Cleaning out the In Box: ACA reduces hospital costs in WA; Enrollment outreach strategy to change; ACA drops off the map as campaign issue
Washington hospitals provided nearly $154 million less in charity care in the first half of this year than in the first half of 2013, in many cases boosting the hospitals’ bottom lines.
Hospitals attributed the plunge in charity care — about 30 percent — to the Affordable Care Act’s focus on reducing the number of uninsured patients.
This year, for the first time, low-income and uninsured patients whose care was previously covered under hospitals’ charity-care programs were able under the ACA to qualify for Medicaid coverage or subsidized private insurance.
The HHS Dept. and Enroll America will be pushing individual stories as well as the increased financial penalty to increase enrollment this year:
The sales pitch for the health law is getting an overhaul for the fall.
Supporters and advocates of the Affordable Care Act say they learned lessons from last year's sign-up effort, when they persuaded a few million uninsured people to buy coverage. They plan to incorporate those lessons into the marketing campaign for the next enrollment period, which begins in mid-November.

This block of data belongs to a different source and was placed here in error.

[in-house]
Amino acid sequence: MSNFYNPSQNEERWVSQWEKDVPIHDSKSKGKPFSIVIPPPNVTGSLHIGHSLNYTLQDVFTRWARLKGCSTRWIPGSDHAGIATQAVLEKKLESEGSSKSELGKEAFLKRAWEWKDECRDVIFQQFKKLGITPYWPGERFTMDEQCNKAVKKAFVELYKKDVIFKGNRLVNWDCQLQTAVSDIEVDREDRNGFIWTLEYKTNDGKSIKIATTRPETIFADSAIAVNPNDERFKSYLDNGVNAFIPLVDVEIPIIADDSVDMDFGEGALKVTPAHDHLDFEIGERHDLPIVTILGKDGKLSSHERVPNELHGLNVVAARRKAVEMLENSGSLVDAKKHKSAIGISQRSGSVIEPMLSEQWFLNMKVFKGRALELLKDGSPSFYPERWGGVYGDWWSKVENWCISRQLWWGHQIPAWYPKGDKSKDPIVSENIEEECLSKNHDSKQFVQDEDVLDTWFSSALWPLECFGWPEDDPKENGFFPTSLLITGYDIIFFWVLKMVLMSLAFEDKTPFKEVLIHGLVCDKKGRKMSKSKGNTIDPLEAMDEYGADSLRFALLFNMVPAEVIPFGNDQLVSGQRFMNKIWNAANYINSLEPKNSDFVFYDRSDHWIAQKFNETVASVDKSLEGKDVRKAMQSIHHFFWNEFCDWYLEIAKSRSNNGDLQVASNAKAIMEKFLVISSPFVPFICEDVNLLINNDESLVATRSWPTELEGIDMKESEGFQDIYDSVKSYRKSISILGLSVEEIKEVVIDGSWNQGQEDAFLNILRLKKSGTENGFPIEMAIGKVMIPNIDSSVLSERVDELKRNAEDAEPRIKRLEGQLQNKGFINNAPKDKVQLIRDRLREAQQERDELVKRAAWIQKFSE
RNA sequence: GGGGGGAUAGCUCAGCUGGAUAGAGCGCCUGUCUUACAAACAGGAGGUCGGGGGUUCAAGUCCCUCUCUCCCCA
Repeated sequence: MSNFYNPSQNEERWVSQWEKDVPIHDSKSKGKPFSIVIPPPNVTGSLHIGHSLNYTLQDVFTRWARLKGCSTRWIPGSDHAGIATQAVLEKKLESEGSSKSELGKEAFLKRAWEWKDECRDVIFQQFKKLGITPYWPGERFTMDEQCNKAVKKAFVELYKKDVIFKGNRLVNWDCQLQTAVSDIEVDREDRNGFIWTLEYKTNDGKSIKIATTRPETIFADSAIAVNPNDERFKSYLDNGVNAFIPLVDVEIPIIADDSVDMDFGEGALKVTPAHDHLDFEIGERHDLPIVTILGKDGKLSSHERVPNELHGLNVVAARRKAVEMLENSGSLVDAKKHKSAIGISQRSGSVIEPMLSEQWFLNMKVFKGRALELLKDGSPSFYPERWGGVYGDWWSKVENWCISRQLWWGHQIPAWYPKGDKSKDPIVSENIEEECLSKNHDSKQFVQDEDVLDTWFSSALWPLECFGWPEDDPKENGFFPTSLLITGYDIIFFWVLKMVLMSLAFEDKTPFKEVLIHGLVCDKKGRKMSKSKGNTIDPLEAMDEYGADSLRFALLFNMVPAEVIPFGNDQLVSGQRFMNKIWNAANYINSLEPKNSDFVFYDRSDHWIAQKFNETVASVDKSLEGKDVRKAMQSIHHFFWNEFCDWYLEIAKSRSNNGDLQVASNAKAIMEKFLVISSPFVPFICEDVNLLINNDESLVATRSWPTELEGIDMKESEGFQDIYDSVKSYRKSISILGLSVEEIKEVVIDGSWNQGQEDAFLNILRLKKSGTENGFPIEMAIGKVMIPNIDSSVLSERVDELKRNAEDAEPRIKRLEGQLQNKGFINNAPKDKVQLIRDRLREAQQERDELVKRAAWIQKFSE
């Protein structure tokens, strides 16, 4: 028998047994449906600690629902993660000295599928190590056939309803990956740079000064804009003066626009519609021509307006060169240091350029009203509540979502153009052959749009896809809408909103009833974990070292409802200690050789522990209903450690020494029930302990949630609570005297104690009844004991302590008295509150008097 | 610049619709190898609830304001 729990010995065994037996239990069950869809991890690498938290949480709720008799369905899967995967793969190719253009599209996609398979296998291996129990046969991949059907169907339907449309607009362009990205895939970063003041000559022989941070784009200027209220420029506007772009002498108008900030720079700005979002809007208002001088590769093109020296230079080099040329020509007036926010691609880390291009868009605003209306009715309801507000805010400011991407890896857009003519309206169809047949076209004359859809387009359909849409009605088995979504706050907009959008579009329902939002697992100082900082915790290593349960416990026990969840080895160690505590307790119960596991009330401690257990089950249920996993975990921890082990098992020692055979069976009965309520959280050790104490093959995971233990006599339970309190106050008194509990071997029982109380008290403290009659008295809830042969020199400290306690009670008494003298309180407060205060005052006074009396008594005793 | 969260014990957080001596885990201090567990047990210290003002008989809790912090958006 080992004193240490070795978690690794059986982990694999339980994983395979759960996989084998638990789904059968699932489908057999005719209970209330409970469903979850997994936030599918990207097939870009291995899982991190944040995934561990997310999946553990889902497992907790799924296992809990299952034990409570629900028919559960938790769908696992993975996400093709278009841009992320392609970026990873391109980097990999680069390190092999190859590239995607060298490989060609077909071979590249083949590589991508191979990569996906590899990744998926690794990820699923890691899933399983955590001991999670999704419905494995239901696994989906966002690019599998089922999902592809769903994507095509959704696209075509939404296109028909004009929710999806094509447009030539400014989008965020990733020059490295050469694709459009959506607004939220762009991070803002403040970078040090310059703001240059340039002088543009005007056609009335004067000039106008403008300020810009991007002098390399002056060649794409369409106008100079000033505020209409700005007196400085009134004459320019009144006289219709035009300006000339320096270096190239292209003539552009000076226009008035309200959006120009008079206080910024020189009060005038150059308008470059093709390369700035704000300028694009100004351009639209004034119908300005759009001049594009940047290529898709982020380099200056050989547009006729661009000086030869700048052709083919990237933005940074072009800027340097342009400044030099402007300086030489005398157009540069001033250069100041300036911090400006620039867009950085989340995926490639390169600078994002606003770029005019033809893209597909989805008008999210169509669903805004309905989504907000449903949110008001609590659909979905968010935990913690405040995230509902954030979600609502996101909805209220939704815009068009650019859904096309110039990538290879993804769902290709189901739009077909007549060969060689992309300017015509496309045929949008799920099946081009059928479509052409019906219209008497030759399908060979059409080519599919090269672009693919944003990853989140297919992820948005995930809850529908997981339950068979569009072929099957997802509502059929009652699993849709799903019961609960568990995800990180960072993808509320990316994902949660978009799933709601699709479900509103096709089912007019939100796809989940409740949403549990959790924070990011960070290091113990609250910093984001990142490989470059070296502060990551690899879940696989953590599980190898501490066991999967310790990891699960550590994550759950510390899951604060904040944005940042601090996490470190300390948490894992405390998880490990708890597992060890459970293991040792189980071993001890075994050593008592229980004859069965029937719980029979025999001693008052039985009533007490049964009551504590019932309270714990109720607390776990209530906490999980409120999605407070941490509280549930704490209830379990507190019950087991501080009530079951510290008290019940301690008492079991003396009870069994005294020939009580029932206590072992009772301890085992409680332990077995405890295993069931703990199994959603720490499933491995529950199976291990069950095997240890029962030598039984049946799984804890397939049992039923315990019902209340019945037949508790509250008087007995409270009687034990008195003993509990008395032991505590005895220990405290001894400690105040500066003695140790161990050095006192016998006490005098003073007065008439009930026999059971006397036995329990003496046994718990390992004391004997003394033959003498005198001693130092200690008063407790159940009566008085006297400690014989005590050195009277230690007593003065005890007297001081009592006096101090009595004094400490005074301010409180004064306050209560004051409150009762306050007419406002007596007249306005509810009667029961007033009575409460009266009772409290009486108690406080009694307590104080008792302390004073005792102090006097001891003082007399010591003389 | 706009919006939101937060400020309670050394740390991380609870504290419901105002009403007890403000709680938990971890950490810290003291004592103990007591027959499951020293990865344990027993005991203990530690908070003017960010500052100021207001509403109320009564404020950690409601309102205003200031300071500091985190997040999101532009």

In for this fall: testimonials from real people, more emphasis on deadlines, and an increased focus on in-person help.
Out: No longer will ACA advocates steer clear of talking about the law's requirement that people either get health coverage or pay a penalty when they file their taxes. It turns out the so-called individual mandate actually does motivate some people to sign up, research suggests.
Meanwhile, color me shocked (not)...
It was last September when Republicans sparred with Democrats over the future of the health-care law, a disagreement that prompted a 17-day federal government shutdown and overall chaos. It was pretty much anyone on Capitol Hill talked about. Republicans wanted you to know how terrible it was for America, and Democrats wanted you to remember to sign up on Oct. 1.
In that month, a mere 12 months ago, the word Obamacare was uttered on the House and Senate floor 2,753 times, according to Sunlight Foundation’s database of floor speeches from the Congressional Record.
Oh, how much changes in a year. With just one full week of work left this month, members of Congress have brought up Obamacare in floor speeches just 27 times.